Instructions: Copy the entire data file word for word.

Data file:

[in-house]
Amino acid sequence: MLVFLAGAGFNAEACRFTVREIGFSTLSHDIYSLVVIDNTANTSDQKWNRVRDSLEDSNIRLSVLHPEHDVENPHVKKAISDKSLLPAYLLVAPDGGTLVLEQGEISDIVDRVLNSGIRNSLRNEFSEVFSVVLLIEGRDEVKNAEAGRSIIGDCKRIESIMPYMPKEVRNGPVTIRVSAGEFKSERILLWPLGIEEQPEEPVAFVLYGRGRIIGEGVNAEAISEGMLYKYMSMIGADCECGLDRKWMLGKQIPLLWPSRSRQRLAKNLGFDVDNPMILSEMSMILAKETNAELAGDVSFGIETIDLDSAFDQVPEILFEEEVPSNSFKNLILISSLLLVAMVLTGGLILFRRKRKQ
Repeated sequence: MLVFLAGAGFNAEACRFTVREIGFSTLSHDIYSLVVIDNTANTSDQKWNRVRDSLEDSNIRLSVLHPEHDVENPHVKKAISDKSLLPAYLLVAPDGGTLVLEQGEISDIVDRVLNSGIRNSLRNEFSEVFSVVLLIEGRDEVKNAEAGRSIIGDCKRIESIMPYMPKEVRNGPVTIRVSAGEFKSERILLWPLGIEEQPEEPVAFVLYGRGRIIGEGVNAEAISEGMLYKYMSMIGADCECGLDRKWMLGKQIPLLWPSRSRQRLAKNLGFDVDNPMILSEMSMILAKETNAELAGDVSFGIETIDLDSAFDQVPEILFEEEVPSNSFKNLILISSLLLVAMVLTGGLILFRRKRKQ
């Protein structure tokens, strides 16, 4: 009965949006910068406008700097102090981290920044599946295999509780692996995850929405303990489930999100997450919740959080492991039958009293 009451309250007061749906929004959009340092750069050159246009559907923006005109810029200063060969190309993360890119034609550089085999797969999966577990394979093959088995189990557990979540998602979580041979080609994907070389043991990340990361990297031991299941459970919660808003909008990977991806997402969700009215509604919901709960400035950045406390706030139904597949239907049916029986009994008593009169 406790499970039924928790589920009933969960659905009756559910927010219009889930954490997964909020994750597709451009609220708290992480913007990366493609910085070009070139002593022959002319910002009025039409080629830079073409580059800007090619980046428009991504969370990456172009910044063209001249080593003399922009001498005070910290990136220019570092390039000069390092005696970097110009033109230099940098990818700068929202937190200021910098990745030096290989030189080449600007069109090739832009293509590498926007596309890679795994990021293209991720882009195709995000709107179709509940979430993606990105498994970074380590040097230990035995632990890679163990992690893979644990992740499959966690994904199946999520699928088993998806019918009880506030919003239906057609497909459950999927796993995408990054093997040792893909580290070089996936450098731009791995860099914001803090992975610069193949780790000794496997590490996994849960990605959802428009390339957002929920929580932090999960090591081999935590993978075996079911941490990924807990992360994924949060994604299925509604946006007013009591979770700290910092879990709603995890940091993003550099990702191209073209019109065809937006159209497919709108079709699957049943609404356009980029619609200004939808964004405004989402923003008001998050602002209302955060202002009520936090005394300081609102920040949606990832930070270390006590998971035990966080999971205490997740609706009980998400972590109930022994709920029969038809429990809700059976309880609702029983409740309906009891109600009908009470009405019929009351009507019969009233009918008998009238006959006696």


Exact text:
[in-house]
Amino acid sequence: MLVFLAGAGFNAEACRFTVREIGFSTLSHDIYSLVVIDNTANTSDQKWNRVRDSLEDSNIRLSVLHPEHDVENPHVKKAISDKSLLPAYLLVAPDGGTLVLEQGEISDIVDRVLNSGIRNSLRNEFSEVFSVVLLIEGRDEVKNAEAGRSIIGDCKRIESIMPYMPKEVRNGPVTIRVSAGEFKSERILLWPLGIEEQPEEPVAFVLYGRGRIIGEGVNAEAISEGMLYKYMSMIGADCECGLDRKWMLGKQIPLLWPSRSRQRLAKNLGFDVDNPMILSEMSMILAKETNAELAGDVSFGIETIDLDSAFDQVPEILFEEEVPSNSFKNLILISSLLLVAMVLTGGLILFRRKRKQ
Repeated sequence: MLVFLAGAGFNAEACRFTVREIGFSTLSHDIYSLVVIDNTANTSDQKWNRVRDSLEDSNIRLSVLHPEHDVENPHVKKAISDKSLLPAYLLVAPDGGTLVLEQGEISDIVDRVLNSGIRNSLRNEFSEVFSVVLLIEGRDEVKNAEAGRSIIGDCKRIESIMPYMPKEVRNGPVTIRVSAGEFKSERILLWPLGIEEQPEEPVAFVLYGRGRIIGEGVNAEAISEGMLYKYMSMIGADCECGLDRKWMLGKQIPLLWPSRSRQRLAKNLGFDVDNPMILSEMSMILAKETNAELAGDVSFGIETIDLDSAFDQVPEILFEEEVPSNSFKNLILISSLLLVAMVLTGGLILFRRKRKQ
């Protein structure tokens, strides 16, 4: 009965949006910068406008700097102090981290920044599946295999509780692996995850929405303990489930999100997450919740959080492991039958009293 009451309250007061749906929004959009340092750069050159246009559907923006005109810029200063060969190309993360890119034609550089085999797969999966577990394979093959088995189990557990979540998602979580041979080609994907070389043991990340990361990297031991299941459970919660808003909008990977991806997402969700009215509604919901709960400035950045406390706030139904597949239907049916029986009994008593009169 406790499970039924928790589920009933969960659905009756559910927010219009889930954490997964909020994750597709451009609220708290992480913007990366493609910085070009070139002593022959002319910002009025039409080629830079073409580059800007090619980046428009991504969370990456172009910044063209001249080593003399922009001498005070910290990136220019570092390039000069390092005696970097110009033109230099940098990818700068929202937190200021910098990745030096290989030189080449600007069109090739832009293509590498926007596309890679795994990021293209991720882009195709995000709107179709509940979430993606990105498994970074380590040097230990035995632990890679163990992690893979644990992740499959966690994904199946999520699928088993998806019918009880506030919003239906057609497909459950999927796993995408990054093997040792893909580290070089996936450098731009791995860099914001803090992975610069193949780790000794496997590490996994849960990605959802428009390339957002929920929580932090999960090591081999935590993978075996079911941490990924807990992360994924949060994604299925509604946006007013009591979770700290910092879990709603995890940091993003550099990702191209073209019109065809937006159209497919709108079709699957049943609404356009980029619609200004939808964004405004989402923003008001998050602002209302955060202002009520936090005394300081609102920040949606990832930070270390006590998971035990966080999971205490997740609706009980998400972590109930022994709920029969038809429990809700059976309880609702029983409740309906009891109600009908009470009405019929009351009507019969009233009918008998009238006959006696």